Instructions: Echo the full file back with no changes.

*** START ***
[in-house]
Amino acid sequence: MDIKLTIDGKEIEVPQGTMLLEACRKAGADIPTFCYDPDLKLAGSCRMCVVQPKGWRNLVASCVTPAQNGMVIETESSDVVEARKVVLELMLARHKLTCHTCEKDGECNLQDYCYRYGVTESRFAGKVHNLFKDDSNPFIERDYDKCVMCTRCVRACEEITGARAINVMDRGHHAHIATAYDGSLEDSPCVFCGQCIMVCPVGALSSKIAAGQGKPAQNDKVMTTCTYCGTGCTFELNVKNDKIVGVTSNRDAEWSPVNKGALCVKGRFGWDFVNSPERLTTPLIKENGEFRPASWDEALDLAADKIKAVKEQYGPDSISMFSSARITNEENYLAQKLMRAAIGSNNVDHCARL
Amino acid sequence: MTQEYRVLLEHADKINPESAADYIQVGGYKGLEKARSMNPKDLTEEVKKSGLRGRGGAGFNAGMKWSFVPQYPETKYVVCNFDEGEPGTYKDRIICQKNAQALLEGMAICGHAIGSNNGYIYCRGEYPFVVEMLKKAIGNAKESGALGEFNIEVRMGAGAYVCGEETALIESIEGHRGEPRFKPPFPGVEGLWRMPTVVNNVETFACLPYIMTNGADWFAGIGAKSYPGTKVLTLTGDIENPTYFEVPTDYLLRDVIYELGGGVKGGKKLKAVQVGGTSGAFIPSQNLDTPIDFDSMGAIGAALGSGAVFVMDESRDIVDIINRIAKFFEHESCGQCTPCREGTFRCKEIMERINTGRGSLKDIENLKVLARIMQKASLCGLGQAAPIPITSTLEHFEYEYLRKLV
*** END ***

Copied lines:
[in-house]
Amino acid sequence: MDIKLTIDGKEIEVPQGTMLLEACRKAGADIPTFCYDPDLKLAGSCRMCVVQPKGWRNLVASCVTPAQNGMVIETESSDVVEARKVVLELMLARHKLTCHTCEKDGECNLQDYCYRYGVTESRFAGKVHNLFKDDSNPFIERDYDKCVMCTRCVRACEEITGARAINVMDRGHHAHIATAYDGSLEDSPCVFCGQCIMVCPVGALSSKIAAGQGKPAQNDKVMTTCTYCGTGCTFELNVKNDKIVGVTSNRDAEWSPVNKGALCVKGRFGWDFVNSPERLTTPLIKENGEFRPASWDEALDLAADKIKAVKEQYGPDSISMFSSARITNEENYLAQKLMRAAIGSNNVDHCARL
Amino acid sequence: MTQEYRVLLEHADKINPESAADYIQVGGYKGLEKARSMNPKDLTEEVKKSGLRGRGGAGFNAGMKWSFVPQYPETKYVVCNFDEGEPGTYKDRIICQKNAQALLEGMAICGHAIGSNNGYIYCRGEYPFVVEMLKKAIGNAKESGALGEFNIEVRMGAGAYVCGEETALIESIEGHRGEPRFKPPFPGVEGLWRMPTVVNNVETFACLPYIMTNGADWFAGIGAKSYPGTKVLTLTGDIENPTYFEVPTDYLLRDVIYELGGGVKGGKKLKAVQVGGTSGAFIPSQNLDTPIDFDSMGAIGAALGSGAVFVMDESRDIVDIINRIAKFFEHESCGQCTPCREGTFRCKEIMERINTGRGSLKDIENLKVLARIMQKASLCGLGQAAPIPITSTLEHFEYEYLRKLV